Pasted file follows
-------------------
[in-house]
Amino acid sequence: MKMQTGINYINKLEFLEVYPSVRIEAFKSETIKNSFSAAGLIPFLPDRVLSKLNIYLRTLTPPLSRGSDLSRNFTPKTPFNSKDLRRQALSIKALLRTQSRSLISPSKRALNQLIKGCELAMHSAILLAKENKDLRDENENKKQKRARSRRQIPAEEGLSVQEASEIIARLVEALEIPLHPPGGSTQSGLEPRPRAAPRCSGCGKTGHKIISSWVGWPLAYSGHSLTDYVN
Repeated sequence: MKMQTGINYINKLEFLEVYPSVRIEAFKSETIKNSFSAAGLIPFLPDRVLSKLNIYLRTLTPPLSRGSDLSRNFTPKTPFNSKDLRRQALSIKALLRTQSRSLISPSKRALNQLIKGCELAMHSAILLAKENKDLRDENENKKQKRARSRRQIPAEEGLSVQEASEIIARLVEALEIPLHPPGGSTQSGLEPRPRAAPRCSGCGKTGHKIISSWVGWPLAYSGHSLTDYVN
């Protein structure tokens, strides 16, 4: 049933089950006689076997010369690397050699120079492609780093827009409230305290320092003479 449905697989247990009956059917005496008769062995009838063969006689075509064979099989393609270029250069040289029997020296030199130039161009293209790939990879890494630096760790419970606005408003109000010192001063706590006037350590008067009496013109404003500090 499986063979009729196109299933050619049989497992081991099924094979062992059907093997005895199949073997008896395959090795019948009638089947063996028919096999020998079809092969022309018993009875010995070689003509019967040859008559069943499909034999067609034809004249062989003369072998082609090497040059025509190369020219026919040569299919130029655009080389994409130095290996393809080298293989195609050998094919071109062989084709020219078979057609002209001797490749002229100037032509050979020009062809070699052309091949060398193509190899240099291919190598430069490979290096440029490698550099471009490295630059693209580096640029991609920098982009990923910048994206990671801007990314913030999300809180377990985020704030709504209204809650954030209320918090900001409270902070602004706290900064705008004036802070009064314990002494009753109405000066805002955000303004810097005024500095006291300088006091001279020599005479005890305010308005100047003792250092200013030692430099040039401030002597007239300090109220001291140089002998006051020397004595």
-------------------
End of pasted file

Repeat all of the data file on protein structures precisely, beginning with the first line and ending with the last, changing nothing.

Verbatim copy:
[in-house]
Amino acid sequence: MKMQTGINYINKLEFLEVYPSVRIEAFKSETIKNSFSAAGLIPFLPDRVLSKLNIYLRTLTPPLSRGSDLSRNFTPKTPFNSKDLRRQALSIKALLRTQSRSLISPSKRALNQLIKGCELAMHSAILLAKENKDLRDENENKKQKRARSRRQIPAEEGLSVQEASEIIARLVEALEIPLHPPGGSTQSGLEPRPRAAPRCSGCGKTGHKIISSWVGWPLAYSGHSLTDYVN
Repeated sequence: MKMQTGINYINKLEFLEVYPSVRIEAFKSETIKNSFSAAGLIPFLPDRVLSKLNIYLRTLTPPLSRGSDLSRNFTPKTPFNSKDLRRQALSIKALLRTQSRSLISPSKRALNQLIKGCELAMHSAILLAKENKDLRDENENKKQKRARSRRQIPAEEGLSVQEASEIIARLVEALEIPLHPPGGSTQSGLEPRPRAAPRCSGCGKTGHKIISSWVGWPLAYSGHSLTDYVN
């Protein structure tokens, strides 16, 4: 049933089950006689076997010369690397050699120079492609780093827009409230305290320092003479 449905697989247990009956059917005496008769062995009838063969006689075509064979099989393609270029250069040289029997020296030199130039161009293209790939990879890494630096760790419970606005408003109000010192001063706590006037350590008067009496013109404003500090 499986063979009729196109299933050619049989497992081991099924094979062992059907093997005895199949073997008896395959090795019948009638089947063996028919096999020998079809092969022309018993009875010995070689003509019967040859008559069943499909034999067609034809004249062989003369072998082609090497040059025509190369020219026919040569299919130029655009080389994409130095290996393809080298293989195609050998094919071109062989084709020219078979057609002209001797490749002229100037032509050979020009062809070699052309091949060398193509190899240099291919190598430069490979290096440029490698550099471009490295630059693209580096640029991609920098982009990923910048994206990671801007990314913030999300809180377990985020704030709504209204809650954030209320918090900001409270902070602004706290900064705008004036802070009064314990002494009753109405000066805002955000303004810097005024500095006291300088006091001279020599005479005890305010308005100047003792250092200013030692430099040039401030002597007239300090109220001291140089002998006051020397004595």